Barker creative director Sandi Harari published “An Open Letter to My Male Ad Industry Colleagues: 5 Things You Need to Do Now” in HuffPost yesterday.
In short, Harari thinks that maybe … just maybe … the ad industry has turned a corner on gender relations.
She then calls on men in the agency world to follow five general maxims when interacting with their female counterparts. They generally boil down to advocating for female colleagues and not being a jerk (or ask those co-workers to do the same).
The five points are: “Give Us Credit,” “Be An Advocate,” “Stop Making Us Feel Guilty,” “Respect Our Unique Management Style” and “Give Us The Mic.”
To the first point, Harari asks that men praise their female coworkers both to their faces and “behind their backs,” since “women underestimate their own natural talents” and aren’t as likely to sing their own praises as their male counterparts. This goes hand in hand with being an advocate for women in the industry, and Harari asks that men help counteract “the confidence gap” by speaking up on behalf of women who aren’t getting the recognition they deserve. In a survey released by 4A’s last year, around a third of female participants responded that they had been passed over for promotions or assignments due, at least in part, to their gender. So Harari’s argument has some research behind it.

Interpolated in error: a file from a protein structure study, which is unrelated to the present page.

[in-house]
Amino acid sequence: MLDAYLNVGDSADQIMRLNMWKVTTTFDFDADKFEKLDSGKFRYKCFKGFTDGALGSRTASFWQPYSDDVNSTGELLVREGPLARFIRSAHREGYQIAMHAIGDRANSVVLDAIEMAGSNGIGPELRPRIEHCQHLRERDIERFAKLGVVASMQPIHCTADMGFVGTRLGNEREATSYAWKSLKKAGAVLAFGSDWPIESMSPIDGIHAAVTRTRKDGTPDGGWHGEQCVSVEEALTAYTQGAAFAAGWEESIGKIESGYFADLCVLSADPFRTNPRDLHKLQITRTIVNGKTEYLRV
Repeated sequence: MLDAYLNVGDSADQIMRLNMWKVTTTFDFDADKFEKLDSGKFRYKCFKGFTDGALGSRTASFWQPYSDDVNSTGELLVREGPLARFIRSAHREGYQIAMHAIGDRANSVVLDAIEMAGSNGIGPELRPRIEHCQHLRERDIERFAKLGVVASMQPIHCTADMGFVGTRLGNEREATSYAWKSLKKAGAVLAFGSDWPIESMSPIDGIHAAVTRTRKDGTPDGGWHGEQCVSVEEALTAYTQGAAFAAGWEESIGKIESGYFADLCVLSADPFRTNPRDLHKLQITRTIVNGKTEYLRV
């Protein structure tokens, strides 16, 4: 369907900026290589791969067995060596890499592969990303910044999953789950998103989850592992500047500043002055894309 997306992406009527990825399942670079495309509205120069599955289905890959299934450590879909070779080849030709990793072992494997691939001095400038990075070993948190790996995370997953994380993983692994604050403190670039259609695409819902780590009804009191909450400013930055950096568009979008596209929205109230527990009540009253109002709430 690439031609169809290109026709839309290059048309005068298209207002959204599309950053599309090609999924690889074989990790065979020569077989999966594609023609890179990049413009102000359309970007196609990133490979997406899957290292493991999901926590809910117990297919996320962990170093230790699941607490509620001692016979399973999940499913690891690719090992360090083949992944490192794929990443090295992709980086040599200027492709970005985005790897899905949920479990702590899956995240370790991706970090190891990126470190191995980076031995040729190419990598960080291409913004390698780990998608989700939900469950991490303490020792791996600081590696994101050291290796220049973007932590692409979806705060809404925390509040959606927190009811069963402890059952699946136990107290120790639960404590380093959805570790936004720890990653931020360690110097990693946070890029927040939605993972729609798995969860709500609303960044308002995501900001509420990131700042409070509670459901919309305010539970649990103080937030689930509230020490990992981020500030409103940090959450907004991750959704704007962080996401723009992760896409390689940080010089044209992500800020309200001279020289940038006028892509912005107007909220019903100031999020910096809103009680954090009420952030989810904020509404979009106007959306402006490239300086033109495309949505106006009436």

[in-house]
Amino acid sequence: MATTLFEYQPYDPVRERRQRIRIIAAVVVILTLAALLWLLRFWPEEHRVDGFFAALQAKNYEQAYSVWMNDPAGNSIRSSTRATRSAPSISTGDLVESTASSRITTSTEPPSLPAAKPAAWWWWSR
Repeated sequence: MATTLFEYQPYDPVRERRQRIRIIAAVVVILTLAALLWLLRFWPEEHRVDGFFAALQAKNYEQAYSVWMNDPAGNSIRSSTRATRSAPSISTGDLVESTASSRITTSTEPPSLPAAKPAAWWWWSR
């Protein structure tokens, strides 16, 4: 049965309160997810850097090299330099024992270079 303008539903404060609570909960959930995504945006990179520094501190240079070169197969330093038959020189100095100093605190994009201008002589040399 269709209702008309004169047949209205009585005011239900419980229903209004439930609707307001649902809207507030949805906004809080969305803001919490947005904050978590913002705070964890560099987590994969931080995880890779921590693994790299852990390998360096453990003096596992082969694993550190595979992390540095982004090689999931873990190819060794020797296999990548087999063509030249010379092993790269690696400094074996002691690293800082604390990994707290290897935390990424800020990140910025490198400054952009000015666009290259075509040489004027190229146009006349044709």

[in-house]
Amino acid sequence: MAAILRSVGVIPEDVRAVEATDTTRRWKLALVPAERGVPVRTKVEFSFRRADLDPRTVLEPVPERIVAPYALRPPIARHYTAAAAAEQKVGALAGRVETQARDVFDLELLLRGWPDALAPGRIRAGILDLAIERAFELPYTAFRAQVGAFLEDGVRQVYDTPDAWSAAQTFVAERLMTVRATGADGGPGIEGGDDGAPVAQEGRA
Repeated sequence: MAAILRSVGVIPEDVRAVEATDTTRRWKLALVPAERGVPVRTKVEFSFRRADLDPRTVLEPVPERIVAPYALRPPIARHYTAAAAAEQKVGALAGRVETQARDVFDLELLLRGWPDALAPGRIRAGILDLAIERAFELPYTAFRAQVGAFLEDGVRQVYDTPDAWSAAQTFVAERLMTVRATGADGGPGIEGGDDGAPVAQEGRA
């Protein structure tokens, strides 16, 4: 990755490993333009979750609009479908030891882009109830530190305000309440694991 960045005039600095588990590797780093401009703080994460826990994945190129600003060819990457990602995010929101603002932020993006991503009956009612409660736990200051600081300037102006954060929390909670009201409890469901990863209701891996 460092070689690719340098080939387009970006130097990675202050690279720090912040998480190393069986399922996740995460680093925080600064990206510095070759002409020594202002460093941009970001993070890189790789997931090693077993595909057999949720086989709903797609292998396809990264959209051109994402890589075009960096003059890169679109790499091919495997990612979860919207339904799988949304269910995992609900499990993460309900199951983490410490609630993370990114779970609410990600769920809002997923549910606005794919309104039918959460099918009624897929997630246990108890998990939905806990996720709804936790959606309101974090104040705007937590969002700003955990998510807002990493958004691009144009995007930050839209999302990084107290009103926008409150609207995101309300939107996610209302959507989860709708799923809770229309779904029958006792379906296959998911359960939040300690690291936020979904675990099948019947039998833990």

For the next point, she cites a 3M study which found that “women on average are working longer and harder than men,” so maybe don’t make that working mom in your office feel guilty for leaving at 5:30. Women already “often feel guiltier than men and are hard-wired for empathy,” and you’re really not doing anyone any favors with the added pressure.
Contrary to some popular opinions, not everyone takes pride in being described as “harsh” or believes that acting like “more of a prick” (advice once given to Harari by a male co-worker) will help them scale the career ladder. So Harari asks that her colleagues—and, by extension, everyone in the business—respect the fact that different people have different management styles. And maybe those even work for them!
Finally, Harari calls on giving women in the office who may not be loud or outspoken more of a platform to voice their opinions and concerns. In the aforementioned 4A’s survey, 42 percent of women said that they had been left out of decision-making processes due to their gender.
She concludes on a hopeful note, stating that “We are moving in the right direction” … just not fast enough.